Why everyone in college is accountable for GCSE resits

Don't shy away from difficult conversations and holding others to account when it comes to GCSE resits, writes Jonny Kay

GCSE resits: Everyone in college must work together to raise standards, writes Jonny Kay

As part of a team that achieved outstanding English and maths results in 2018-19, I was recently asked to give a presentation at the Association of Colleges' annual English and maths conference to share our successful strategies. Suffering, as most leaders do, from an acute case of imposter syndrome, I sat about drafting and redrafting a coherent presentation and realised that I was essentially making the same two points repeatedly:

1. Be consistent.

2. Everyone must be accountable (and know what their accountability is).

As you can imagine, I was very proud of myself for coming to these earth-shattering conclusions.

Bu simple as it is to write them down, and proclaim them at the beginning of a conference, what does consistency and accountability actually need to look like for English and maths success?


Background: Is AI the secret to improving GCSE resit pass rates?

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Honestly? Probably the exact opposite of my first six to 10 months (some would argue longer) in further education. Simply put, I wasn’t very good. Having made the move from secondary education, I initially made some poor decisions (admittedly followed by some much better ones), which were poorly communicated.

Accountability for GCSE resits

Against this backdrop, as a leader in FE, I was immediately accountable for data, achievement, progress and a range of other measures. As strange as it may seem, I quickly improved immeasurably, admittedly mixed with some superb mentoring and coaching – irrefutable evidence that the right accountability leads to outstanding outcomes.

But what is the "right" accountability? In English and maths, this means making sure not only that everybody in the building knows their responsibility for improving English and maths, but also that they are well supported in this. And when I say everybody, I mean everybody.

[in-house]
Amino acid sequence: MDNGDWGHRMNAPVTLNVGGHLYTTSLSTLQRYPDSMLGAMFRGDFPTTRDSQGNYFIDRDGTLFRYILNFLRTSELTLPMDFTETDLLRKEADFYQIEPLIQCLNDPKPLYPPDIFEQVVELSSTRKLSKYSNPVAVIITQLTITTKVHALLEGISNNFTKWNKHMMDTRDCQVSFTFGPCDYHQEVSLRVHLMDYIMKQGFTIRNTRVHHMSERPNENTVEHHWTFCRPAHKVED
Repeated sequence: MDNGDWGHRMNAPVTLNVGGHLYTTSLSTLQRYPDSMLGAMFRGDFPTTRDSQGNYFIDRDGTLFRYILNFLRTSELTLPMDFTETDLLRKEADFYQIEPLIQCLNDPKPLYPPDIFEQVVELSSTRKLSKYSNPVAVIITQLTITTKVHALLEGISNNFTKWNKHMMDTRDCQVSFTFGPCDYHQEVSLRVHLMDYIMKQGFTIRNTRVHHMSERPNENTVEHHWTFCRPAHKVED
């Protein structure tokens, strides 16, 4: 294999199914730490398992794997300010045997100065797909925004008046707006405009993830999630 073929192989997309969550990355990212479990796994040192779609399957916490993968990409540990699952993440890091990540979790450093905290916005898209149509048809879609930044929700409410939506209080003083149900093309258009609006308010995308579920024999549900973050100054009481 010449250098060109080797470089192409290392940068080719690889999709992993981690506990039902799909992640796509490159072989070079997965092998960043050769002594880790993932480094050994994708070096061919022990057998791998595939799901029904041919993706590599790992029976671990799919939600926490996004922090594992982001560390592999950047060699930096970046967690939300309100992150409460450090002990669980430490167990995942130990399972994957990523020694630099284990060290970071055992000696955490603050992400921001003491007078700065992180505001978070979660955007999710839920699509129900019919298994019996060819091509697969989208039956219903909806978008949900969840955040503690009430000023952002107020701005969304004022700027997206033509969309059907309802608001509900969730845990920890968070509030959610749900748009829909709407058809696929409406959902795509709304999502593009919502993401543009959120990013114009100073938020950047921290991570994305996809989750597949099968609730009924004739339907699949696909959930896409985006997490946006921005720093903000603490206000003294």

We are all teachers of English and maths

From entering the building first thing in the morning to leaving work that evening, every single person we encounter must know their accountability in supporting English and maths achievement if we are to succeed.

Receptionists must be accountable for collating and communicating absence, librarians are accountable for requesting revision guides when we have sold out, the principal must be accountable for ensuring cross-college standards (amongst other things!) and leaders have to be accountable for supporting attendance and behaviour standards.

We are all teachers of English and maths.

Accountability within the English and maths team is much simpler. Never easy, but very simple: we are accountable for delivering outstanding teaching, learning and assessment. We all know outstanding practice when we see it. However, it's never easy because what is "outstanding" is very much open to interpretation.

And it is this interpretation which can lead to difficult conversations. These conversations shouldn't just be with English and maths practitioners about meeting and exceeding expectations, but also with cross-college practitioners and leaders. When I had these, many of them involved standing firm in discussions to make sure a student's best interests were served (whether they agreed or not) and make sure that everything discussed was in the best interests of that same student.

Standing firm

Essentially, do something because it is the right thing to do, not because it is easier for practitioners or students. A student states they will only attend a session if they are moved to a class with friends? No. They must attend existing sessions first, and then we’ll consider a move. A vocational leader wants to move a timetabled session? No. The session was decided in February, it is now June: the leader must find another way.

I was recently cautioned against overstating the above (by someone I have enormous respect for), and I have edited and redrafted this section of my presentation many times to try to soften the wording or the tone, but I can’t. What I learned from my first year in FE was that it is important to be friendly, but you don’t have to be friends to be successful, and the difficult conversations played a vitally important role in this.

In time, the accountabilities and consistency became fully embedded, it became clear what the department and I stood for, and friendships did blossom. All staff knew what they had to do, and the difficult conversations became fewer and fewer as staff were supported to meet and exceed their accountability.

Again, this sounds very simple when typed out. It is. It’s just not easy.

Jonny Kay is head of English and maths at a college in the North East

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